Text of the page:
Archive | October, 2014

Italian Heritage Spice Things Up on 5th Ave.

17 Oct

Viva Italia

Viva Italia


Following the previous days celebration of Hispanic culture on 5th Ave., Columbus Day was a day to celebrate Italian heritage and contribution to the city and to America. Since it was an official vacation day there were hundreds of thousands of revelers eager to see fancy cars and their friends marching in some of the best local high school and collegiate marching bands in the tri state area. This being an election year, plenty of politicians were gathered to gain support for the upcoming elections including Italian descendant, NY Gov. Andrew Cuomo. After parade VIPs and politicians marched up the parade route from 45th to 69th Sts., the fun started with Italian cars and plenty of Italian groups representing their heritage. A float with speakers blaring Sinatra’s New York, New York made me feel like I was in Yankee Stadium after a Yankees win. It was always a treat to see Italian police officers and firemen showing a kindred spirit with their counterparts from New York.
Marni Working the Crowd

Marni Working the Crowd

Italian State Police

Italian State Police

Eagle Sun Reminding Us All

Eagle Sun Reminding Us All


One of the better show marching bands came in blaring their loud horns and tight drumline. Stoney Brook U Seawolves made an impressive appearance to get the crowd worked up for a fun-filled day. Fighting back to be heard over a loud float blasting Volare and other Italian-American classic hits, the enthusiastic XFactor Drumline from Mt. Vernon NY showed why they are a crowd favorite. They got some competition when the drumline from Dover, NJ made their way down the parade route. Not everyone agreed with the benefits of Christopher Columbus landing on America. Parade protester, native American Eagle Sun, carried signs expressing his protest over the celebration and urged to have it changed to Native American Day as an honor to his ancestors. I have joined the movement to change the name of the parade to the Italian Heritage Parade and not celebrate a pillager and character responsible for the beginning of genocide on this continent. Italians have been an integral thread in the fabric of this great city since the Great Immigration movement from the 1870s to 1920s and helped create small and large businesses and some of the best cuisine the city offers. The connection to the motherland, Italy, has always been a major theme of this parade and many groups displayed signs mashing the two flags, Italian and American.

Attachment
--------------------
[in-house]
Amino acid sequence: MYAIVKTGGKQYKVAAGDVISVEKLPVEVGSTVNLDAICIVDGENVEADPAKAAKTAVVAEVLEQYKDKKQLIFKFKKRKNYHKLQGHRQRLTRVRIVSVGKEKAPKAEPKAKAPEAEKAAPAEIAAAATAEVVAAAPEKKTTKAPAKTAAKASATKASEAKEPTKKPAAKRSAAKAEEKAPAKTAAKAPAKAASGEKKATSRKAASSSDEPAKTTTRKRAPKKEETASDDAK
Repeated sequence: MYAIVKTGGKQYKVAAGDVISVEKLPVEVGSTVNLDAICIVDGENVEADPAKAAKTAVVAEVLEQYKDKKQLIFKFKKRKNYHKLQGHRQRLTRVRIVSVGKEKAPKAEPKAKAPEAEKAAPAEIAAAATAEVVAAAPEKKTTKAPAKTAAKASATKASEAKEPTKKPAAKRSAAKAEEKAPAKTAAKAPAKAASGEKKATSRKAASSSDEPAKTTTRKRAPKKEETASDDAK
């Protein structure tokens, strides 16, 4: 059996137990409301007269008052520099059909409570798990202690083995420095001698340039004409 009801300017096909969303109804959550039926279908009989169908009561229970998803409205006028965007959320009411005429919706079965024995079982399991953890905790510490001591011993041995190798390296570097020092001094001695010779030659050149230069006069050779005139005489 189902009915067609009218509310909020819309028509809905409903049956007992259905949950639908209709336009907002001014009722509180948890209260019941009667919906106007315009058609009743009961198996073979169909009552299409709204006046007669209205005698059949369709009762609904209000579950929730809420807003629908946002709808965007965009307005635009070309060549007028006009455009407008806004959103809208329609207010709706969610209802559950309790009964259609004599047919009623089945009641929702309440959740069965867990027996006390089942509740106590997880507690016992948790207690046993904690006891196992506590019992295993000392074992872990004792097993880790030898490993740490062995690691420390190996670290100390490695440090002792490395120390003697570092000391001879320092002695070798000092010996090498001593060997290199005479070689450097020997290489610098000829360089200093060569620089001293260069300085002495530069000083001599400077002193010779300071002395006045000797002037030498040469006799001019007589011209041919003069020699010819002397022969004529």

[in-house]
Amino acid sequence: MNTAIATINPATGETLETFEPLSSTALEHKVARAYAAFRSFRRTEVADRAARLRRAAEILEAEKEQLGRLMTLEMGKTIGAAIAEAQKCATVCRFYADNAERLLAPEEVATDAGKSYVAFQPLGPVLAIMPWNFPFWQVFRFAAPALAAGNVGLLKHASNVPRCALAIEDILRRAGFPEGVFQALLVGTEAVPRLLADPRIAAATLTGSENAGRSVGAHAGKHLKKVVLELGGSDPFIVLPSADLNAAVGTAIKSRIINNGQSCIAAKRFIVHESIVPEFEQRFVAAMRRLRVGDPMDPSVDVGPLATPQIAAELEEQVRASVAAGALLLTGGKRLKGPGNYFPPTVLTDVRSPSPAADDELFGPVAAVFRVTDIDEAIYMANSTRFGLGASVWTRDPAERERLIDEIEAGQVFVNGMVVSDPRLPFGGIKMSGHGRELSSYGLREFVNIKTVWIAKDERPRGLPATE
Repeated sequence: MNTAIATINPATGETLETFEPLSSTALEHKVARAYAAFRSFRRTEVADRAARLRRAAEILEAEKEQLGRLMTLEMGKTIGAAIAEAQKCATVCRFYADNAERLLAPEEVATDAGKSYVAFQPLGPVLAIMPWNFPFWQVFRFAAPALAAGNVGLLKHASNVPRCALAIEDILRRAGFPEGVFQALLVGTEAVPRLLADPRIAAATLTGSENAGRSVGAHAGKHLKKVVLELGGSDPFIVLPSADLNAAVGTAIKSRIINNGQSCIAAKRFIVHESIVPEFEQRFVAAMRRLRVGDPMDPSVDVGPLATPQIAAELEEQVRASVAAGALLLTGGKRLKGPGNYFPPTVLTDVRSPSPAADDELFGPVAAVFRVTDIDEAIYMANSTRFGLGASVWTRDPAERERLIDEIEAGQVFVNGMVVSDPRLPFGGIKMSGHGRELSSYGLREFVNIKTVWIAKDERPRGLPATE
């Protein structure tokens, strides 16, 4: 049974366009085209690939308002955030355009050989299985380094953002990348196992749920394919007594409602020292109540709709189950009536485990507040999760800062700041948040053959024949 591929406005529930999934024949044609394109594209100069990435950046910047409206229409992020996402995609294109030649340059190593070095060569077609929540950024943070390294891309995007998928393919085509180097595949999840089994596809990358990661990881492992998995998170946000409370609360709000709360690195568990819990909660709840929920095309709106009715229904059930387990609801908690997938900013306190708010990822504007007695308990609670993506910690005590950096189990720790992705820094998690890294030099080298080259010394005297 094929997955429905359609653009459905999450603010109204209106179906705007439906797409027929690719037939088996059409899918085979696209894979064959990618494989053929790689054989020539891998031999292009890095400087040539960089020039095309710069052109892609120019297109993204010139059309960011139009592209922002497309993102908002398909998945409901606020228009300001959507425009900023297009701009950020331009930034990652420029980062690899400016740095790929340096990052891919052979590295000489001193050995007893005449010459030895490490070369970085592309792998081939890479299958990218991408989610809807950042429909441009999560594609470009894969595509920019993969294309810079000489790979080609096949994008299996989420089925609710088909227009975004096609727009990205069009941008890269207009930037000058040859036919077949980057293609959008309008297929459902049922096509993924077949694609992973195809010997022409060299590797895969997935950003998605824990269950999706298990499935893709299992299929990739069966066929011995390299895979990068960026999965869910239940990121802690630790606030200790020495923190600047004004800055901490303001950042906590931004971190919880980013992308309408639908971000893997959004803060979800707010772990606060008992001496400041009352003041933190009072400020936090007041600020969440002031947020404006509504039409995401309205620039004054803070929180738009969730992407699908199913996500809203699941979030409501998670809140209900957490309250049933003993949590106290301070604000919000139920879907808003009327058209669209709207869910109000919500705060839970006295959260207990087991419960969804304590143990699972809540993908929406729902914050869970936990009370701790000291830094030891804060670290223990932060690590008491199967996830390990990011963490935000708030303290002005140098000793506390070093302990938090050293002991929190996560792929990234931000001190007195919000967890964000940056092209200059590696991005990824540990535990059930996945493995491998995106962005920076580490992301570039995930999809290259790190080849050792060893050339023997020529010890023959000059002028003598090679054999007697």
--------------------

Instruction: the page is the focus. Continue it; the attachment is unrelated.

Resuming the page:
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This parade is also a prelude to the many top bands set to appear in next months Veterans and Thanksgiving Day parades. A top band appearing were from Connetquat HS from Bohemia, NY. They set the tone for the rest of the day. A band that stole the hearts of many viewers were the first autistic marching band ever to appear. Another band that made some noise were from North Hunterdon, NJ. A show band that made the crowd smile came from Clifton HS marching band. Their march made them appear to part of a Christmas story. The marching band from Brewster NY were one of the happiest bands to play. Italian marchers dressed in medieval costumes gave the viewers a feel for what things may have been like in Italy during the Renassaince Era. They were fun to talk to event though we understand each other, so I just gave them the universally understood thumbs up for a great costume. This was a fun parade and it was great to see multi-generational Italians have a blast at the parade.
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An enchanting display

An enchanting display

A Spanish Explosion of Color and Dance Rock 5th Ave.

16 Oct

Let's Dance Spanish Style

Let’s Dance Spanish Style


The celebration of Hispanic Heritage Month culminated with the 50th annual Hispanic Day Parade lined up on 5th Ave. from 38th to 78th Sts. This year’s version displayed a wide variety of colorful costumes and enthusiastic dancing from all the different Hispanic countries in Central and South America and the Caribbean islands under Spanish influence from colonial times. As always the first group to march was from Spain wit their fancy flamenco dancers and State Police representatives. A parade staple from Casa Galicia played the bagpipes to get the crowd warmed up for what would be a spectacular day of Hispanic culture. The parade usually goes in alphabetical order with Argentina leading the way but I guess the groups from Paraguay had to leave early and jumped the line as they were the first ones to march after the Spain contingency. They were abit on the unusual side with lovely ladies balancing glass bottles on their head.